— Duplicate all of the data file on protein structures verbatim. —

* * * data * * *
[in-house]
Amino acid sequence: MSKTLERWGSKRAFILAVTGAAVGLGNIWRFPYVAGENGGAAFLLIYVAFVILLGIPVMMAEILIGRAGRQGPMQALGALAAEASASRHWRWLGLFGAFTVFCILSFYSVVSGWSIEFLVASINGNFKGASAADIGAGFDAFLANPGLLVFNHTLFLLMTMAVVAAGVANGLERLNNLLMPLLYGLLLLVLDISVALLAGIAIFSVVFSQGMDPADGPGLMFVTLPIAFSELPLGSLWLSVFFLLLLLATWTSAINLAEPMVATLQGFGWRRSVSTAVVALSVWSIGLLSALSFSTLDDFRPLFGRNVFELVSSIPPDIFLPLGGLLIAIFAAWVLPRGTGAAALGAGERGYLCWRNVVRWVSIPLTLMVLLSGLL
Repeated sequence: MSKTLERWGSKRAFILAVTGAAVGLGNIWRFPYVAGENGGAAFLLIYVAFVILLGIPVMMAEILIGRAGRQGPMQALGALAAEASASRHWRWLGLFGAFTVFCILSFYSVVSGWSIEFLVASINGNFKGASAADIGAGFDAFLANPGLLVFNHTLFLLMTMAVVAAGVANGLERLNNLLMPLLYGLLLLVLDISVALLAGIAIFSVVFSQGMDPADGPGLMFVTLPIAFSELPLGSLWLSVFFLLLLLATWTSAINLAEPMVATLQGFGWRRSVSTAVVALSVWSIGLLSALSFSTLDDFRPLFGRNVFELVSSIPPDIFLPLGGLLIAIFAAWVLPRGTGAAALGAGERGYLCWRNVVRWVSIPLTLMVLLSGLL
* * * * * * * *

[in-house]
Amino acid sequence: MSKTLERWGSKRAFILAVTGAAVGLGNIWRFPYVAGENGGAAFLLIYVAFVILLGIPVMMAEILIGRAGRQGPMQALGALAAEASASRHWRWLGLFGAFTVFCILSFYSVVSGWSIEFLVASINGNFKGASAADIGAGFDAFLANPGLLVFNHTLFLLMTMAVVAAGVANGLERLNNLLMPLLYGLLLLVLDISVALLAGIAIFSVVFSQGMDPADGPGLMFVTLPIAFSELPLGSLWLSVFFLLLLLATWTSAINLAEPMVATLQGFGWRRSVSTAVVALSVWSIGLLSALSFSTLDDFRPLFGRNVFELVSSIPPDIFLPLGGLLIAIFAAWVLPRGTGAAALGAGERGYLCWRNVVRWVSIPLTLMVLLSGLL
Repeated sequence: MSKTLERWGSKRAFILAVTGAAVGLGNIWRFPYVAGENGGAAFLLIYVAFVILLGIPVMMAEILIGRAGRQGPMQALGALAAEASASRHWRWLGLFGAFTVFCILSFYSVVSGWSIEFLVASINGNFKGASAADIGAGFDAFLANPGLLVFNHTLFLLMTMAVVAAGVANGLERLNNLLMPLLYGLLLLVLDISVALLAGIAIFSVVFSQGMDPADGPGLMFVTLPIAFSELPLGSLWLSVFFLLLLLATWTSAINLAEPMVATLQGFGWRRSVSTAVVALSVWSIGLLSALSFSTLDDFRPLFGRNVFELVSSIPPDIFLPLGGLLIAIFAAWVLPRGTGAAALGAGERGYLCWRNVVRWVSIPLTLMVLLSGLL